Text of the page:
ElectronicsWeekly quotes Sony history site on the yield of early CCDs:
"In January 1980, six years and three months after Iwama first gave orders to begin work on the CCD, the world's first CCD camera was produced. However, the production line's yield of viable CCD chips at this stage was poor and only one in several hundred was usable. It took twelve months to manufacture fifty-two CCD chips necessary to manufacture twenty-six cameras. As a result, each CCD was priced at 317,000 yen. Such a CCD would never realize the 50,000 yen target price that Iwama had specified.
"We can't call this a yield rate. It's more like an occurrence rate of usable chips," complained those overseeing the CCD production. The vicious "enemies" undermining their efforts were superfine dust particles that measured less than several microns and were undetectable by human eye. Clean rooms and dust proof attire reminiscent of space suits were introduced at all development and production sites. The battle against small dust was vigorous; people, machines, and every other thinkable source of dust were identified and dealt with.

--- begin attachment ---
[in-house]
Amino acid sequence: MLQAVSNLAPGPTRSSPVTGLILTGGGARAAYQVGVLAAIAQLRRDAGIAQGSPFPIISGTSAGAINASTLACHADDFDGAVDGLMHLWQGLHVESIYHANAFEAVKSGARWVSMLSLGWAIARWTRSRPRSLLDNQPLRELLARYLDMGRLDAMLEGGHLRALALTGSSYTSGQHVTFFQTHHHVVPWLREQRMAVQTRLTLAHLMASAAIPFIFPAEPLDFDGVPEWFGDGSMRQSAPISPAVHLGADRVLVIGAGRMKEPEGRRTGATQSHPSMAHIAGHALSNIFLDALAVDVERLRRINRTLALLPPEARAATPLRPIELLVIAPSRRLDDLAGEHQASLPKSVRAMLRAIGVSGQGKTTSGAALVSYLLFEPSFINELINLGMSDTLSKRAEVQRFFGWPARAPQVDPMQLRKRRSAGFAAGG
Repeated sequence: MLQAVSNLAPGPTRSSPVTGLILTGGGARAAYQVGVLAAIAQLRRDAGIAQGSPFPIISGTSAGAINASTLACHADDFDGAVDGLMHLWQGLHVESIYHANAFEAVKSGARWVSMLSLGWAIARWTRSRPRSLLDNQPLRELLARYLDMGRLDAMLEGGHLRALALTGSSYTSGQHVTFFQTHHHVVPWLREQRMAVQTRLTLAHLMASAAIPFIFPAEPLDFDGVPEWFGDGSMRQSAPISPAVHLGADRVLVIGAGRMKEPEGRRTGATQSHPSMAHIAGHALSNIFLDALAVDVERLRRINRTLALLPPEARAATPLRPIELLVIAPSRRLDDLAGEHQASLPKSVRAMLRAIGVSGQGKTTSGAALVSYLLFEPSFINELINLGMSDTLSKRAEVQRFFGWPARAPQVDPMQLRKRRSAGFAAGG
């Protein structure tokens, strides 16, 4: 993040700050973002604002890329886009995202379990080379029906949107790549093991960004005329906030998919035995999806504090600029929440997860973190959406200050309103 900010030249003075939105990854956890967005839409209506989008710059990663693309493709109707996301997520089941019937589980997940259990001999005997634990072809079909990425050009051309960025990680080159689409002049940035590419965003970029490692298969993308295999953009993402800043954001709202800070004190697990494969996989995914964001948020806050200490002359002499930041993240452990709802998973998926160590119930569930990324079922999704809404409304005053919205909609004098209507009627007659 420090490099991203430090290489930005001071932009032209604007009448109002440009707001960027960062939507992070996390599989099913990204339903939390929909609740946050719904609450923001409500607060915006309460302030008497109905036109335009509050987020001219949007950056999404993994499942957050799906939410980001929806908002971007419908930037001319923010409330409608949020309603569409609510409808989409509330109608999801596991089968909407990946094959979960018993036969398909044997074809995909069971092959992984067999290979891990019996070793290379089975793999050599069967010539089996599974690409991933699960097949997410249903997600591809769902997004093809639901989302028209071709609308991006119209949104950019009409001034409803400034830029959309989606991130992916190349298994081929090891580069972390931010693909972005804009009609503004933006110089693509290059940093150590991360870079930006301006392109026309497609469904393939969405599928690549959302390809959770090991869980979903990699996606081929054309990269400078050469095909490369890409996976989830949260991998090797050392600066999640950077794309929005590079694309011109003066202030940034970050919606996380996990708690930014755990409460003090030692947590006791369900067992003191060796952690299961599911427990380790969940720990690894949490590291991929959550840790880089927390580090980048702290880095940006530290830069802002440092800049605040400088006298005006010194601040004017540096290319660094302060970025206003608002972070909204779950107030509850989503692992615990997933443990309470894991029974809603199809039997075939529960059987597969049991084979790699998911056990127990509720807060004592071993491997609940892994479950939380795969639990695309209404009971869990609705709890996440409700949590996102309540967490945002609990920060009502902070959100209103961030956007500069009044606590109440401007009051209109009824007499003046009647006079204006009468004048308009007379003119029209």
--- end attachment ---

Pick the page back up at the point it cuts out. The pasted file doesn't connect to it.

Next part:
After all the measures were applied, the yield rate improved enough to implement full mass production from 1983 at the Kokubu Semiconductor plant in Kagoshima."
"Once a quality problem affects an OEM customer, it requires a lot of time and effort to regain that customer's trust. Ochi and his team did have a very difficult time selling the CCD chips in 1983 when they first began OEM sales. They visited various camera manufacturers, but were turned away due to a poor track record. Sony had reduced the volume of semiconductors shipped to its customers to meet a surge in internal demand. Ochi and his team started by apologizing for this. The marketing of CCD chips was literally built on the team's sweat and tears."